The card back also says "Estates photographed on the shortest notice".

This carte de visite carries his famous photo of Cheapside.  It shows the Exchange still present but without its dome. The Exchange was built in 1850, the dome removed in 1851 and the whole demolished in 1898.

This is not a carte de visite but a 5.5 by 4 inch albumen print by Haseler. It shows the Molineux grounds during the preparation for the industrial exhibition of 1878.

It seems that Haseler's interests were not confined to photography but extended at least as far as industrial art.  In G. Phillips Bevan's "British Manufacturing Industries", 1876, there is a chapter on papier mache by George Lindsay.  In it he talks about methods of decorating papier mache japanned wares and inventions y which the amount of hand labour involved could be considerably reduced.  And he says "In 1852 Mr. Haseler, of Wolverhampton, patented what was called 'the negative process for producing ornamentation in burnished gold upon japanned or other bright surfaces'".  On a lithographic stone or copper plate a pattern was made of the areas of the japanned piece which were not to be in gold.  A thin paper print was taken from the stone or plate and placed on the japanned piece.  Gold leaf was then applied to the whole surface, with a size "composed chiefly of isinglass and water".  When it was dry, the whole surface was rubbed over with spirits of turpentine which dissolved the paper negative, so that it and the gold leaf on it was removed leaving only the desired areas covered in gold.  "This process was worked satisfactorily for some years by one of the leading houses of Wolverhampton" - presumably either Walton or Loveridge.  (At about the same time Mr. C. Breese invented a positive process; but Haseler's system was simpler and Breese's "was applied almost exclusively to glass and porcelain surfaces").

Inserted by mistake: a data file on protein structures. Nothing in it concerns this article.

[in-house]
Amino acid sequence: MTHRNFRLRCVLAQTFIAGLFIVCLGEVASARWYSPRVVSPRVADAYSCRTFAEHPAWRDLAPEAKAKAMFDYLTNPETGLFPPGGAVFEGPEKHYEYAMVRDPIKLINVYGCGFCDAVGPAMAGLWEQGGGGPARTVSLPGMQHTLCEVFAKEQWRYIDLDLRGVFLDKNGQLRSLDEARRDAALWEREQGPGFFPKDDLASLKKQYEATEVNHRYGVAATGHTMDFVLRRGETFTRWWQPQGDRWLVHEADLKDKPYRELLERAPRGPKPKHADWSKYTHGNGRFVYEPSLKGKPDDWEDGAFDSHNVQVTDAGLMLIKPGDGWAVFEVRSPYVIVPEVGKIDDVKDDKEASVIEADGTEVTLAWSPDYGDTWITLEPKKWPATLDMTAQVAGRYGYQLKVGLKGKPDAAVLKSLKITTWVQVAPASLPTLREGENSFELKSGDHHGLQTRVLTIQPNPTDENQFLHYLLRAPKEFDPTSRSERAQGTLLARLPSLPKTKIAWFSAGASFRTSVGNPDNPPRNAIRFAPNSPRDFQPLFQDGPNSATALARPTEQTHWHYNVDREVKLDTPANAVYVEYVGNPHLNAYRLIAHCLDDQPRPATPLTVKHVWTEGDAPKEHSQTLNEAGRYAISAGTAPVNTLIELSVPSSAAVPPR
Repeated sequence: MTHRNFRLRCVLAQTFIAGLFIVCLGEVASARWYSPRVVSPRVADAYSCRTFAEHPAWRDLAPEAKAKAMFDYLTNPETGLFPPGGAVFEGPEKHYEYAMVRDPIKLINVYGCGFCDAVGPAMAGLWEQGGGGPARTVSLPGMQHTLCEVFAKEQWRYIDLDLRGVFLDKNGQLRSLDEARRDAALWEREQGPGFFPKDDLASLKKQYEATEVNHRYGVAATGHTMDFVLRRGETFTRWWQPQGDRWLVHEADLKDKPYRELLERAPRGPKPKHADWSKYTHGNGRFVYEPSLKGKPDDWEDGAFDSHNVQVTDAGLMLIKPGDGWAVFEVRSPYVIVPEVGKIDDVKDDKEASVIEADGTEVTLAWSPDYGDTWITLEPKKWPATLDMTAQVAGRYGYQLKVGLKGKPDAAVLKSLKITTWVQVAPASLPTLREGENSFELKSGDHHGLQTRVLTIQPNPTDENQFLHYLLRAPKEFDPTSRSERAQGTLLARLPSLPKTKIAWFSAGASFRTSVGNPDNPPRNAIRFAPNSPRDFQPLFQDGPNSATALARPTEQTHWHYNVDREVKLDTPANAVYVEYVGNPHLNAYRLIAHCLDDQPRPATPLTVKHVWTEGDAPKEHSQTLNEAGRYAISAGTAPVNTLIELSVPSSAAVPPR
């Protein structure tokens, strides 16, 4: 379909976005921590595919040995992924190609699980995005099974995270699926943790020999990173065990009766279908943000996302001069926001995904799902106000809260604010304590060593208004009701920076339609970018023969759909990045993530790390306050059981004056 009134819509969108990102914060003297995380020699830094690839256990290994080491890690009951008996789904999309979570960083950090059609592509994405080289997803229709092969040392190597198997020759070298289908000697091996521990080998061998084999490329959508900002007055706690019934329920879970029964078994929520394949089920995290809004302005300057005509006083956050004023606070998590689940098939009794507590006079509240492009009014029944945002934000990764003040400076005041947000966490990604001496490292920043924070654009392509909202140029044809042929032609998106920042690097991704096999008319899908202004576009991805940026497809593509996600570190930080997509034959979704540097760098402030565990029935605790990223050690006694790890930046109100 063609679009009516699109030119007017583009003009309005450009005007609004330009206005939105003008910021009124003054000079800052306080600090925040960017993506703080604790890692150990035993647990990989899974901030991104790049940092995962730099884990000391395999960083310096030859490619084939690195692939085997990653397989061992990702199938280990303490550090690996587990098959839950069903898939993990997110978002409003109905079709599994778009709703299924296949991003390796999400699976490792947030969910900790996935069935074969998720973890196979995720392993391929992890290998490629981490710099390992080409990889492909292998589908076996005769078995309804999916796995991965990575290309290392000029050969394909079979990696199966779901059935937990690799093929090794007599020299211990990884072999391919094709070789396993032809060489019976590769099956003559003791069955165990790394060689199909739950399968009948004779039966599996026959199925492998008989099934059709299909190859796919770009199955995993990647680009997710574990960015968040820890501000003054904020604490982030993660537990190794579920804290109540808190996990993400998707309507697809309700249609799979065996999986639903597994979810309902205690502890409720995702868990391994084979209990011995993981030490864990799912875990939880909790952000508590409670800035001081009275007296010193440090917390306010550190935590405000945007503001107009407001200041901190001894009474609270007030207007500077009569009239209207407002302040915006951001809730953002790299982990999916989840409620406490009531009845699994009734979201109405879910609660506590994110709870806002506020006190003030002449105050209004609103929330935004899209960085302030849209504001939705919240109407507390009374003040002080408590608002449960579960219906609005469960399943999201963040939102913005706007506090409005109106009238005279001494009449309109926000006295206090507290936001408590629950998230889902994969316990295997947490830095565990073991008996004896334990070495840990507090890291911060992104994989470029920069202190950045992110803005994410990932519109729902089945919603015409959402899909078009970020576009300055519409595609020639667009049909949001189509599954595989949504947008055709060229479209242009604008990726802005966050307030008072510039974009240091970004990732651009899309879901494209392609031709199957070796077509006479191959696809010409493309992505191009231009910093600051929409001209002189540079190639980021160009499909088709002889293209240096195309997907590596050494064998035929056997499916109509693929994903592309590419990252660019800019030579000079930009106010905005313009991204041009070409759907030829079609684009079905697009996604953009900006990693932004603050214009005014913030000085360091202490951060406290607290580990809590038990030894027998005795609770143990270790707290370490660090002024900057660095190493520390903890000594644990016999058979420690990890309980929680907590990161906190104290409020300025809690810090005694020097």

James Morley has very kindly provided us with some photos which he has found in an album of cartes de visite which he acquired in late 2006.  He is still studying this very interesting collection which includes important photos by Mrs. Williams (qv) and W. H. Dodds (previously only identified as the predecessor of C. Stallard (qv).  And it also includes this remarkable photo:

The identification of the sitter as Haseler's mother is probably reliable. The date of 1858 or 1859 seems very early but doubtless could be confirmed by experts in fashions or photographs. Of course, the photo could have been taken long before it was printed on a carte de visite.

Note that on this carte Haseler's address is given as 59 Queen Street, whereas the other cartes show 25 Queen Street. This may show that he moved (from 59 to 25?) or that the street was re-numbered.